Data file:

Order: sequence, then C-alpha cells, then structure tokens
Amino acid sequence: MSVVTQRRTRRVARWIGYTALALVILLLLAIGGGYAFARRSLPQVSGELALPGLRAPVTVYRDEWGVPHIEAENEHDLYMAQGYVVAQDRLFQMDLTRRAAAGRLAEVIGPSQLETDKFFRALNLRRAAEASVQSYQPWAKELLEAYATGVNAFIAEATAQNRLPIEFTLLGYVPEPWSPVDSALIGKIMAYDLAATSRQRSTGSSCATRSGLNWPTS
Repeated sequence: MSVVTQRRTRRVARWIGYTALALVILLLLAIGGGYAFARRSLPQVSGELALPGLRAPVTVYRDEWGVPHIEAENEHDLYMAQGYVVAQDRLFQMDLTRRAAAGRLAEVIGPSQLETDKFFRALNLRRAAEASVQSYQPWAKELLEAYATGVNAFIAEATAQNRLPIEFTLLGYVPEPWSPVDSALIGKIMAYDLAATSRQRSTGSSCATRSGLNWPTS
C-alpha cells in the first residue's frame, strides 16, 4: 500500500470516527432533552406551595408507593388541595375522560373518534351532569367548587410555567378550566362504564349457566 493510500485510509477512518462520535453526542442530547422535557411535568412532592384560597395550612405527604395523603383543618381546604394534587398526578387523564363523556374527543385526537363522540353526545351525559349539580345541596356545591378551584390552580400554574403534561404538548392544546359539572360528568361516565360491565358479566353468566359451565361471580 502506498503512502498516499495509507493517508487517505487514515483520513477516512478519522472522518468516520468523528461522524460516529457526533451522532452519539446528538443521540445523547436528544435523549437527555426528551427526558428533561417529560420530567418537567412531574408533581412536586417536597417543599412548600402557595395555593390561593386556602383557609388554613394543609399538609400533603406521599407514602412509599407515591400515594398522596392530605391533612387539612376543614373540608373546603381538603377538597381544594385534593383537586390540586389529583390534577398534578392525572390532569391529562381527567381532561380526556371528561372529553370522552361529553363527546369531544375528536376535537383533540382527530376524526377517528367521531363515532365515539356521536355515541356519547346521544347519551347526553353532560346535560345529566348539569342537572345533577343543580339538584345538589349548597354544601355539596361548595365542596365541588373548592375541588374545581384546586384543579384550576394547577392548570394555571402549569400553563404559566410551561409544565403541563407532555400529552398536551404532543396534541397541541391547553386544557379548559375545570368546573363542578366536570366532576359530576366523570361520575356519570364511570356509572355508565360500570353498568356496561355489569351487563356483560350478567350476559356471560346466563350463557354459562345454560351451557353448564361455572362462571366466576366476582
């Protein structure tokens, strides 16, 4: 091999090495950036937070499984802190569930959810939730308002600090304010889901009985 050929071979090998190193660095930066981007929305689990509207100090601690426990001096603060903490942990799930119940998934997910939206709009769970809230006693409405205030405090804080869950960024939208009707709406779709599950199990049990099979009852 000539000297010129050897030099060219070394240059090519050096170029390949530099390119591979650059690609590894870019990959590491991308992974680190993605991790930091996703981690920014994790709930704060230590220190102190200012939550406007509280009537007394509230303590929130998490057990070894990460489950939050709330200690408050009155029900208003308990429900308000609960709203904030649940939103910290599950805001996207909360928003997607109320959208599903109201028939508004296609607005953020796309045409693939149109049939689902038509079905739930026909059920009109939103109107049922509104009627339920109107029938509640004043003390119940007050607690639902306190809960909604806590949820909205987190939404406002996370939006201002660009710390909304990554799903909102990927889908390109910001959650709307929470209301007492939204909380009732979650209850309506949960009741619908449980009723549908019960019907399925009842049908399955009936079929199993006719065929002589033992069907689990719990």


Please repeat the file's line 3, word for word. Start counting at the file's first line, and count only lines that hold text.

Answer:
Repeated sequence: MSVVTQRRTRRVARWIGYTALALVILLLLAIGGGYAFARRSLPQVSGELALPGLRAPVTVYRDEWGVPHIEAENEHDLYMAQGYVVAQDRLFQMDLTRRAAAGRLAEVIGPSQLETDKFFRALNLRRAAEASVQSYQPWAKELLEAYATGVNAFIAEATAQNRLPIEFTLLGYVPEPWSPVDSALIGKIMAYDLAATSRQRSTGSSCATRSGLNWPTS